Business

Biogen and Eisai revive plans for Alzheimer's drug aducanumab, but prospects still shaky

Reuters

Biogen Inc. revived plans on Tuesday to seek U.S. approval for the Alzheimer’s treatment aducanumab and said data from more patients in two discontinued studies showed the drug reduced the decline of patients.

The drugmaker’s shares soared 27 percent in New York trading, recouping almost all of the $18 billion it lost when it said in March it was abandoning the two studies. Shares in Eisai Co., Biogen’s Japanese partner in the drug, were quoted up 18 percent to the daily limit high of ¥6,534 in Tokyo trading.

The field of experimental Alzheimer’s treatments is littered with high-profile failures, with many major drugmakers abandoning the race to develop a medicine for a disease that makes up 60 to 70 percent of an estimated 50 million dementia cases globally.

Any medicine that effectively treats the disease is likely to become one of the world’s top-selling drugs and could be transformative for Biogen, which is facing multiple challenges over its product pipeline.

Filing with U.S. regulators could “potentially bring back to life a drug that had been completely left for dead,” RBC Capital Markets analyst Brian Abrahams wrote in a note.

“The viability of such a filing is unknown, given the mixed results — in our view, Biogen is somewhat desperate for growth drivers … so a change in narrative is badly needed.”

Biogen and Eisai decided to end the two late-stage trials of aducanumab in March when a “futility analysis” revealed the trials had little hope of succeeding.

The failure spurred demands on Wall Street for the company to spend more on acquisitions as its mainstay multiple-sclerosis franchise faced patent challenges and its newer muscle-wasting disorder treatment, Spinraza, faced competition from Switzerland’s Novartis.

Biogen said on Tuesday that more data had become available after the two studies were discontinued, resulting in new analysis that showed one of the trials met the main goal but the other did not.

However, results from patients in the failed second trial who had received high doses also supported the findings of the first, it added. Patients who received aducanumab experienced significant benefits on measures of cognition and function such as memory, orientation and language.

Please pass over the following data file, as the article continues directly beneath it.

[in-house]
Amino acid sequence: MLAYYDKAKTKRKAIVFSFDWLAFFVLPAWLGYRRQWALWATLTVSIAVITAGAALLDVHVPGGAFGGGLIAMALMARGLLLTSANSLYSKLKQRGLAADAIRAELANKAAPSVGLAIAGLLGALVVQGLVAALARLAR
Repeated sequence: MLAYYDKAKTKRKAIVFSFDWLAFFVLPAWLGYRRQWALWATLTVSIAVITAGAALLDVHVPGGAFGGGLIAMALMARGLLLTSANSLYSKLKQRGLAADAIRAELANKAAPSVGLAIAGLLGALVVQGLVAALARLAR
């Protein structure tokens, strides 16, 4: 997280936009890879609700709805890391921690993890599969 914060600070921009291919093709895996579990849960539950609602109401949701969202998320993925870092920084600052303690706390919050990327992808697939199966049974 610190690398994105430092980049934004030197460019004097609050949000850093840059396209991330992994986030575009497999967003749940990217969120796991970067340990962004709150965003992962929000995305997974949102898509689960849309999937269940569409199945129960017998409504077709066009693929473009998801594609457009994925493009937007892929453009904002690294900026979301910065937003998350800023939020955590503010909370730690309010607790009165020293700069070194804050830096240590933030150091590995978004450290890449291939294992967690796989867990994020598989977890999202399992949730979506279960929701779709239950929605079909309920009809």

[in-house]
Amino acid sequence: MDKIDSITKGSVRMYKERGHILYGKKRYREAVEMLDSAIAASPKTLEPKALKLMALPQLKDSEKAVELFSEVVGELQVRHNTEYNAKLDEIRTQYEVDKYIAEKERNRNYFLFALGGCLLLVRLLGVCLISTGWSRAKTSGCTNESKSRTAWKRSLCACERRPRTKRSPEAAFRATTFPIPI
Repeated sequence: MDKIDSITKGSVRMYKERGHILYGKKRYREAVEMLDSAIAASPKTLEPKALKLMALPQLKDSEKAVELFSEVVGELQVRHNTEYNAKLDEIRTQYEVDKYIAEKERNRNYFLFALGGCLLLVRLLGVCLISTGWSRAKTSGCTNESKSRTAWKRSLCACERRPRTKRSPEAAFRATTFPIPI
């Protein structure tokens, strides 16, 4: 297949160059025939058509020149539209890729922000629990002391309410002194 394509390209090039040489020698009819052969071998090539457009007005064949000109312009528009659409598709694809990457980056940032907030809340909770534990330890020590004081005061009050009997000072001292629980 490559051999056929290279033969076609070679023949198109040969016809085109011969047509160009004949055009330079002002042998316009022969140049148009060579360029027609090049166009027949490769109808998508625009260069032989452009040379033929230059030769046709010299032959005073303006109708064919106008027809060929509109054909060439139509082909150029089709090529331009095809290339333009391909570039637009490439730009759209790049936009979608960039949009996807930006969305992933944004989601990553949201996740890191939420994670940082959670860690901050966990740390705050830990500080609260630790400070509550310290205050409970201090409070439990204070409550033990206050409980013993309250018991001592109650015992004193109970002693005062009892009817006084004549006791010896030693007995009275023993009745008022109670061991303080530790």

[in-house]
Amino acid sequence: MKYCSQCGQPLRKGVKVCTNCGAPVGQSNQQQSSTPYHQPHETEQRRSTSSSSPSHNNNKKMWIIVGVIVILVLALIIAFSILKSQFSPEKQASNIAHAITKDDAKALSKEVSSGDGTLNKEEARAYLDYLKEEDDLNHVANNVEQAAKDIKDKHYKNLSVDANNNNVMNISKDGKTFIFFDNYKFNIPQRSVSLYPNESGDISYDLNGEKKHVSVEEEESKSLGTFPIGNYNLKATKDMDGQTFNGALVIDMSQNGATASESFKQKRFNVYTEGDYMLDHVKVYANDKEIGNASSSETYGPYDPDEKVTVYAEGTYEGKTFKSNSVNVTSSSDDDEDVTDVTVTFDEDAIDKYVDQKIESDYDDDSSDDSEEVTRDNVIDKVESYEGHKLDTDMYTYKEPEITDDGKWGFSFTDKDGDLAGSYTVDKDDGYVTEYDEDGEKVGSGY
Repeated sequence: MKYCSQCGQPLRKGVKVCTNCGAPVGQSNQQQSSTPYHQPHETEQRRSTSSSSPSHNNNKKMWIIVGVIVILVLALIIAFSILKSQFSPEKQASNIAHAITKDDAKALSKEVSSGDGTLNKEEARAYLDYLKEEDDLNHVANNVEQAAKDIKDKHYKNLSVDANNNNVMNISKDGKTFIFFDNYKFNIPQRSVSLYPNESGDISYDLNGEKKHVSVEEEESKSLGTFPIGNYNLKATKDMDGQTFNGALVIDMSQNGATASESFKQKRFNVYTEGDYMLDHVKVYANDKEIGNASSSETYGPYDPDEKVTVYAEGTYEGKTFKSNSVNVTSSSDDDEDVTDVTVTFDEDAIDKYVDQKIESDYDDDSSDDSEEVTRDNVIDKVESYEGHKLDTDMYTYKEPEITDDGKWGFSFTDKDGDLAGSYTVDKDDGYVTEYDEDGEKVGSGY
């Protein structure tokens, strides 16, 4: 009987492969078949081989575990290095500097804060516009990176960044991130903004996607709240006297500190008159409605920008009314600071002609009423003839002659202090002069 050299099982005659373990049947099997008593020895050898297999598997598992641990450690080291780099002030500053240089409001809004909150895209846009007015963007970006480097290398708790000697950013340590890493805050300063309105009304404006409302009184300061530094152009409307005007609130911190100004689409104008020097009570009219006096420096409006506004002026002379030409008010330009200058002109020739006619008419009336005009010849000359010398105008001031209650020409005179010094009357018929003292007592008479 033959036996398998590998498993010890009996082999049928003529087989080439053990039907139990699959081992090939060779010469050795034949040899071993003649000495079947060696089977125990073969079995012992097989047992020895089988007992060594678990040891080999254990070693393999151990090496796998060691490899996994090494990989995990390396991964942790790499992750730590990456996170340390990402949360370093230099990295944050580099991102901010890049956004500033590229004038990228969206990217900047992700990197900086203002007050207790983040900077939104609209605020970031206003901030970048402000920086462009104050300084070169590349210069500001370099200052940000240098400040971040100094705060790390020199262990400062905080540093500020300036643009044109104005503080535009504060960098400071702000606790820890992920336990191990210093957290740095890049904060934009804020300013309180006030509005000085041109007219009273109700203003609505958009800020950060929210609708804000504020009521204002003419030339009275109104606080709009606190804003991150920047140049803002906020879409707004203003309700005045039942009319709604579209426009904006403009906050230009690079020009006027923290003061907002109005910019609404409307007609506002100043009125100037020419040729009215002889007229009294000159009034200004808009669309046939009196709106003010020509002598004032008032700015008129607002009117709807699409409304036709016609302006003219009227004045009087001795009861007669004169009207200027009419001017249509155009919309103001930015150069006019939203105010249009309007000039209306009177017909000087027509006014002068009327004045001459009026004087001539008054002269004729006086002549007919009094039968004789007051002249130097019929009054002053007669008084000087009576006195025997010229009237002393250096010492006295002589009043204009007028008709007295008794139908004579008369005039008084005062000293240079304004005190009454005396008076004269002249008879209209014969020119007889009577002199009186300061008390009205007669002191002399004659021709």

Biogen said it had met with the Food and Drug Administration twice, once in June and again on Monday to discuss the data.

“They thought it was reasonable for us to submit an application for approval,” said Chief Medical Officer Alfred Sandrock, who earlier this month became the company’s R&D head.

Credit Suisse analyst Fumiyoshi Sakai said the new data sets would be presented at clinical-trial meetings in early December. FDA approval is not guaranteed, and investors and analysts will remain cautious “until we see a real product,” he said.

The company said it planned to submit a marketing application for aducanumab in early 2020 based on the discussions.

Baird analyst Brian Skorney said he believed FDA approval for aducanumab is highly unlikely and predicted Biogen would have an uphill task to convince regulators that the results were more than random chance.

Aducanumab works on the hypothesis that removing deposits of amyloid, a type of plaque, from the brain of patients in the early stages of the disease could stave off its ravages, which include loss of memory and the inability to care for oneself.

Biogen executives on a conference call said the results from the new analysis were positive for another Alzheimer’s drug, BAN2401, which works on a similar principal and is also being jointly developed along with Eisai.

The company also reported a better-than-expected third-quarter profit, helped by higher demand for rare muscle disease drug, Spinraza.

Shares in the company, which had lost 25.7 percent of its value this year as of Monday’s close, rose 27 percent to $284.

GET THE BEST OF THE JAPAN TIMES
IN FIVE EASY PIECES WITH TAKE 5